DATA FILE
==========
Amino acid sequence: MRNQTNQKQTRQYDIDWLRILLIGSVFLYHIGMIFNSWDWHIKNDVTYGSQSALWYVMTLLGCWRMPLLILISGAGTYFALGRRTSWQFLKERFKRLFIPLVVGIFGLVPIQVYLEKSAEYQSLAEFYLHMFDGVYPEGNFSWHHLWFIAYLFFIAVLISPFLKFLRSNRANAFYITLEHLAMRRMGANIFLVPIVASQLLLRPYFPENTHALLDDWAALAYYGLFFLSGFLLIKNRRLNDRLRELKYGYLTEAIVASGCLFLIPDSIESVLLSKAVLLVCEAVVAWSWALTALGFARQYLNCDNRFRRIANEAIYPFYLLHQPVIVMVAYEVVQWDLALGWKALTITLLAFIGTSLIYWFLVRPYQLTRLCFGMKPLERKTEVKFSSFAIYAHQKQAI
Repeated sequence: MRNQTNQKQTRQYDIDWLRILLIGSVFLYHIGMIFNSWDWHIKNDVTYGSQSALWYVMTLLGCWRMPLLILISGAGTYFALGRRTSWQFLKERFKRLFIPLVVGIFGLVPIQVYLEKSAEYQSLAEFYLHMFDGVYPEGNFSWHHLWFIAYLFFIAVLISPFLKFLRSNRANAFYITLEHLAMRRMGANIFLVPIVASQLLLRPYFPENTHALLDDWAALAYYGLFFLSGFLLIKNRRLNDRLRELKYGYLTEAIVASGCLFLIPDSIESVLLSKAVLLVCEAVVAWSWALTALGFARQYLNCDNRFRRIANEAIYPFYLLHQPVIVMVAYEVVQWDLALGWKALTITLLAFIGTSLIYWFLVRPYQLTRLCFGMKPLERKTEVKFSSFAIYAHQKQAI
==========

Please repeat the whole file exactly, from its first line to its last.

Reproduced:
Amino acid sequence: MRNQTNQKQTRQYDIDWLRILLIGSVFLYHIGMIFNSWDWHIKNDVTYGSQSALWYVMTLLGCWRMPLLILISGAGTYFALGRRTSWQFLKERFKRLFIPLVVGIFGLVPIQVYLEKSAEYQSLAEFYLHMFDGVYPEGNFSWHHLWFIAYLFFIAVLISPFLKFLRSNRANAFYITLEHLAMRRMGANIFLVPIVASQLLLRPYFPENTHALLDDWAALAYYGLFFLSGFLLIKNRRLNDRLRELKYGYLTEAIVASGCLFLIPDSIESVLLSKAVLLVCEAVVAWSWALTALGFARQYLNCDNRFRRIANEAIYPFYLLHQPVIVMVAYEVVQWDLALGWKALTITLLAFIGTSLIYWFLVRPYQLTRLCFGMKPLERKTEVKFSSFAIYAHQKQAI
Repeated sequence: MRNQTNQKQTRQYDIDWLRILLIGSVFLYHIGMIFNSWDWHIKNDVTYGSQSALWYVMTLLGCWRMPLLILISGAGTYFALGRRTSWQFLKERFKRLFIPLVVGIFGLVPIQVYLEKSAEYQSLAEFYLHMFDGVYPEGNFSWHHLWFIAYLFFIAVLISPFLKFLRSNRANAFYITLEHLAMRRMGANIFLVPIVASQLLLRPYFPENTHALLDDWAALAYYGLFFLSGFLLIKNRRLNDRLRELKYGYLTEAIVASGCLFLIPDSIESVLLSKAVLLVCEAVVAWSWALTALGFARQYLNCDNRFRRIANEAIYPFYLLHQPVIVMVAYEVVQWDLALGWKALTITLLAFIGTSLIYWFLVRPYQLTRLCFGMKPLERKTEVKFSSFAIYAHQKQAI